Calling it a “significant set of new investments,” the University of Toronto welcomed the multi-year provisions for research funding contained in the federal budget announced by Finance Minister Bill Morneau Tuesday.
“We welcome the government’s support for fundamental research, a critical element of a national strategy to advance knowledge and build Canada’s prosperity,” said U of T President Meric Gertler.
The budget provides $925 million in new funding for investigator-led research through Canada’s three federal research councils over the next five years, including $354.7 million each for the Natural Sciences and Engineering Research Council and the Canadian Institutes of Health Research over the next five years, and $215.5 million for the Social Sciences and Humanities Research Council.
An additional $275 million is earmarked for a new Tri-Council fund that will support research that is “international, interdisciplinary, fast-breaking and higher-risk,” according to the government, and $21 million will be allocated to increase diversity in science.
Morneau said the 2018 federal budget “represents the single largest increase in investigator-led fundamental research in Canadian history.”
“As Canada’s leading research university, the University of Toronto is pleased to see the federal government augment funding for both operating grants and research infrastructure, helping us attract and retain top research talent from across Canada and around the world,” said President Gertler.
“We also commend the government for its commitment to increasing the diversity of researchers across the country, complementing longstanding efforts at U of T,” President Gertler said.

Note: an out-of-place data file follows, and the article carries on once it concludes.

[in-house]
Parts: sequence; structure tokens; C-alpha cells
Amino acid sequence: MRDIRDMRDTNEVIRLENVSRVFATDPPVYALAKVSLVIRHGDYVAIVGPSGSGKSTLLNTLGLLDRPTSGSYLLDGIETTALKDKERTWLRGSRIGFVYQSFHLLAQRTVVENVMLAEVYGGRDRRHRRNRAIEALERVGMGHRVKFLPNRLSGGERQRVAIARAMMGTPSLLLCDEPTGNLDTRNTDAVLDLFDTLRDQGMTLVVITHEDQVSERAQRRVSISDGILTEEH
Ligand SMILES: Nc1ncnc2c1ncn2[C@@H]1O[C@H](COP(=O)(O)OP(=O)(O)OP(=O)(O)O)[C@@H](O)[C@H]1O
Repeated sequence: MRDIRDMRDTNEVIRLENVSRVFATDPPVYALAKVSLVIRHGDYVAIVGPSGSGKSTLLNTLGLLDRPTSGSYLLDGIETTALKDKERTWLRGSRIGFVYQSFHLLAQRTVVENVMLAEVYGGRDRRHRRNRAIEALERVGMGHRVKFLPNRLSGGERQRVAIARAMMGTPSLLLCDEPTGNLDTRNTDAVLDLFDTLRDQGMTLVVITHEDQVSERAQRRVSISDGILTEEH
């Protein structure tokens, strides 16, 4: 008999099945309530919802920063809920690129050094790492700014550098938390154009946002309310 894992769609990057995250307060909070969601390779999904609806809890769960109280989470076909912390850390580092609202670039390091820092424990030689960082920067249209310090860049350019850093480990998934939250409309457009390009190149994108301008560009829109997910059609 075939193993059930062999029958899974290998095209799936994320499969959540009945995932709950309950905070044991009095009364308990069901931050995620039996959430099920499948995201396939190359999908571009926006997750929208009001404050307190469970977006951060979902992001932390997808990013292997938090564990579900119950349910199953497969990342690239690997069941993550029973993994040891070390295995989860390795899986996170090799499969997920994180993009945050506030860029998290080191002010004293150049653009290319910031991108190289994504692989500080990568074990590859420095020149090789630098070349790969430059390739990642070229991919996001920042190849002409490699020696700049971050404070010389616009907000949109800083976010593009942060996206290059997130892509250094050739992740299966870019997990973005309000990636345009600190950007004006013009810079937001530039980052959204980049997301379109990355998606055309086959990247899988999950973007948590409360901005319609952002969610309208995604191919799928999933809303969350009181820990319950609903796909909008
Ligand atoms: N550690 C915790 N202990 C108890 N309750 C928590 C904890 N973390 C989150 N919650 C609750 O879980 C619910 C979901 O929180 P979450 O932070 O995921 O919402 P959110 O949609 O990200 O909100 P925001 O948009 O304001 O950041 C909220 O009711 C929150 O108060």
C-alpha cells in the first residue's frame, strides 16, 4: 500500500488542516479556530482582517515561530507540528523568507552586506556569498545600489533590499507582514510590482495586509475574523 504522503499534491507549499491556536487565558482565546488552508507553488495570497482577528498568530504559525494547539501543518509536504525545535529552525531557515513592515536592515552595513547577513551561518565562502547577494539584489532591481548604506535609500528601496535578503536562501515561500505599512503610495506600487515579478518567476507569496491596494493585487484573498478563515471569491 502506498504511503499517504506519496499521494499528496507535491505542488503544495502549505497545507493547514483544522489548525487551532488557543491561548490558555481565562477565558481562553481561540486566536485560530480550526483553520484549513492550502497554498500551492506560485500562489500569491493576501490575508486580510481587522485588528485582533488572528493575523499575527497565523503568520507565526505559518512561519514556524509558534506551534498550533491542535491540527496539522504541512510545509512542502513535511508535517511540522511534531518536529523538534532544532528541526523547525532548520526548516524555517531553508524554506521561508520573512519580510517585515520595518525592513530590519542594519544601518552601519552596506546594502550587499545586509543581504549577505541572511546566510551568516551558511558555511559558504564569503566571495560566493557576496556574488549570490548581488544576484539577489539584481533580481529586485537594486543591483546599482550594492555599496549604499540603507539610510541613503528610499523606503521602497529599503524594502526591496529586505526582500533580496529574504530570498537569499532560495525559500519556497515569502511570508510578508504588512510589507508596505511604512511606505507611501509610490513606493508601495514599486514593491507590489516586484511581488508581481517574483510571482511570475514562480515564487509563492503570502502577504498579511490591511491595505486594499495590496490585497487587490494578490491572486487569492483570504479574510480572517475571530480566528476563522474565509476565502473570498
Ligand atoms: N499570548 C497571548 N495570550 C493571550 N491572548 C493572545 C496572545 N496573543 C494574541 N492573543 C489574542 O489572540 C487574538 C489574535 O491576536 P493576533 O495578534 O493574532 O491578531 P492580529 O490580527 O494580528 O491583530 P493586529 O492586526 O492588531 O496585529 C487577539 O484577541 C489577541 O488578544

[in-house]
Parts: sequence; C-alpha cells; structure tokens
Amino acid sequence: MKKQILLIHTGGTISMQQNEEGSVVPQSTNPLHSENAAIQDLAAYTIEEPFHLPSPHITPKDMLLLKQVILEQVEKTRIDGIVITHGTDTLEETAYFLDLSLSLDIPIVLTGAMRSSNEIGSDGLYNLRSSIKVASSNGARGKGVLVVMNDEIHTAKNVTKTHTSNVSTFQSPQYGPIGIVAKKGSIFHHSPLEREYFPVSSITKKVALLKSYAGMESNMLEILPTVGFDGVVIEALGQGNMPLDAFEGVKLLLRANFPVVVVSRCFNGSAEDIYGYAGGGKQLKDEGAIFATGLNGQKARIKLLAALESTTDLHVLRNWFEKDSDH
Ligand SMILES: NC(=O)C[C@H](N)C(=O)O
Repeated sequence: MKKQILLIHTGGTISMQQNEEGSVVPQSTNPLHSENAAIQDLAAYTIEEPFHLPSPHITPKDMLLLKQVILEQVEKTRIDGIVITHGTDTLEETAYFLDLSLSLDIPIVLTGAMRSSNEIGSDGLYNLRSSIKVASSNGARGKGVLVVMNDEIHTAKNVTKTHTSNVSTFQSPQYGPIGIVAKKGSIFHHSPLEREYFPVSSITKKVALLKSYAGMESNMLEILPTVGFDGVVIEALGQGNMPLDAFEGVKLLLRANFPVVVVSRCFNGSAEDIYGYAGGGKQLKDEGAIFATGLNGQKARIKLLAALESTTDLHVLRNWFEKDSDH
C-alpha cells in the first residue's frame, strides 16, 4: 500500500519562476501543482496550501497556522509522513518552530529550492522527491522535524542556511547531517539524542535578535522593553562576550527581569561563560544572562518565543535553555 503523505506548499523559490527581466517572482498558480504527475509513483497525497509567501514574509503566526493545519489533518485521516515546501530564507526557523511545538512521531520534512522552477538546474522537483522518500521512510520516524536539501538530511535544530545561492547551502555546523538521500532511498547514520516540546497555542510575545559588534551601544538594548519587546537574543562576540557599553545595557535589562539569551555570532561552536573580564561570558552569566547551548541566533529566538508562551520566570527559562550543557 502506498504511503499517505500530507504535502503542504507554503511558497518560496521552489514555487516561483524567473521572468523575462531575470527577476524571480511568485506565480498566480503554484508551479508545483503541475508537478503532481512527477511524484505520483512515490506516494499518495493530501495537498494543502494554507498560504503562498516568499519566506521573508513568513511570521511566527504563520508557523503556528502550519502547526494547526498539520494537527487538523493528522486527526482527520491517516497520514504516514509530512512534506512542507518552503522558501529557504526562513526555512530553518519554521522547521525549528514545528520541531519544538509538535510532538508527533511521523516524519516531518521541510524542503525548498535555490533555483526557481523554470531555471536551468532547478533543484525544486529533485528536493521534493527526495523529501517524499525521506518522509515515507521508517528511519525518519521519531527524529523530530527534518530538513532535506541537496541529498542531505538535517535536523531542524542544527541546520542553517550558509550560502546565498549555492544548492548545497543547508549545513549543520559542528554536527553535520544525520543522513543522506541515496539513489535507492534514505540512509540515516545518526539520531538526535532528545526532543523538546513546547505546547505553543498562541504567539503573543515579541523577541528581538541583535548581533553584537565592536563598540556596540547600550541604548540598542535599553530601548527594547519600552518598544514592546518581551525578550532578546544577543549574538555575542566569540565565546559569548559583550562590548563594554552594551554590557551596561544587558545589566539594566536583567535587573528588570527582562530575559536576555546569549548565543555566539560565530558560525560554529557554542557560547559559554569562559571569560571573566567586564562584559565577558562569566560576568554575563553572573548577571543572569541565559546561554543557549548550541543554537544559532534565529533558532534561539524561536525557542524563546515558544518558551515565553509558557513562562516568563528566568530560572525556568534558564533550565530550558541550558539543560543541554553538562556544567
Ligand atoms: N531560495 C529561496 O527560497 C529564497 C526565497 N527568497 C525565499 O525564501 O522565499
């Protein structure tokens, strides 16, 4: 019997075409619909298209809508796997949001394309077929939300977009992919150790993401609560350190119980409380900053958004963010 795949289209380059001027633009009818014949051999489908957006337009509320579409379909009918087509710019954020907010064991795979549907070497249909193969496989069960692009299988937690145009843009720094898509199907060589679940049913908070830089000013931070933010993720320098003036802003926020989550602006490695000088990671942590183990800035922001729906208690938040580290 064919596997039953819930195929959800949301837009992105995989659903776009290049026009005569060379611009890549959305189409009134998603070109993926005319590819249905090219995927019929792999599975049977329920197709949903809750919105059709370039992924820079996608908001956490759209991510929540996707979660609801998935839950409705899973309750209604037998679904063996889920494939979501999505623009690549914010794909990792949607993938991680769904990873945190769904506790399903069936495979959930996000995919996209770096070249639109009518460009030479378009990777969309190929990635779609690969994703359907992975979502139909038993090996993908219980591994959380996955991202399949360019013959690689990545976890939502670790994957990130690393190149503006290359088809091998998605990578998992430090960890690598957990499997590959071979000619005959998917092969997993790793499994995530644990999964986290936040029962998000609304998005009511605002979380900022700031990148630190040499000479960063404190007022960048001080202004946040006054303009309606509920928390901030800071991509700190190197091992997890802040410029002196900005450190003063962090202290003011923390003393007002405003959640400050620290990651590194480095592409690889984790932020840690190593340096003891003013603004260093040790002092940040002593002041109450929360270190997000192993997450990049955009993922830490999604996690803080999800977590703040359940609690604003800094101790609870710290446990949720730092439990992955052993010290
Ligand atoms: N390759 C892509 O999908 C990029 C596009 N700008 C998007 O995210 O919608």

Vivek Goel, U of T’s vice-president of research and innovation, said he welcomed the federal government’s recognition of the work of Canada’s Fundamental Science Review, led by U of T President Emeritus Dr. David Naylor. Goel also noted that the government acknowledged in the budget that it received a “strong and united message from Canada’s research community.”
The panel, commissioned by federal Science Minister Kirsty Duncan, found per capita federal investment in fundamental or curiosity-driven research had slumped in recent decades and made a comprehensive set of 35 recommendations.
The 2018 budget, which addressed several of the report’s findings, also includes:
- The introduction of 250 new chairs through the Canada Research Chair program, with an investment of $210 million over five years to better support early-career researchers, while increasing diversity and creating more opportunity for women among nominated researchers.
- $763 million over five years for scientific research infrastructure through the Canada Foundation for Innovation (CFI). This includes $160 million for increased support to Canada’s nationally important research facilities through the foundation’s Major Science Initiatives Fund.
The government also proposes to establish permanent funding at an ongoing level of $462 million per year by 2023-24 for research tools and infrastructure through CFI.
- $572.5 million over five years to implement a Digital Research Infrastructure Strategy to deliver more open and equitable access to advanced computing and big data resources to researchers across Canada.
“We applaud Minister Duncan for her ongoing support of research, which paved the way for today’s investments,” said Goel.
“These investments will revitalize the Canadian scientific research community and enable our U of T researchers to continue to pursue outstanding work that is a benefit to all Canadians,” he said. “I thank all the members of our community for participating in efforts to raise awareness of their work and the need for support.”
Goel said the university is looking forward to continuing to work with the government on important issues such as scholarships for students and noted that the budget commits to consultations in the coming year on this topic.
The budget includes $231.3 million over five years for the Research Support Fund – a critical program that assists universities with the institutional costs of research, such as facility costs and technology transfer supports – but does not substantially increase the proportion of funding for these costs. The university will continue to work with government to ensure that the full costs of research are supported.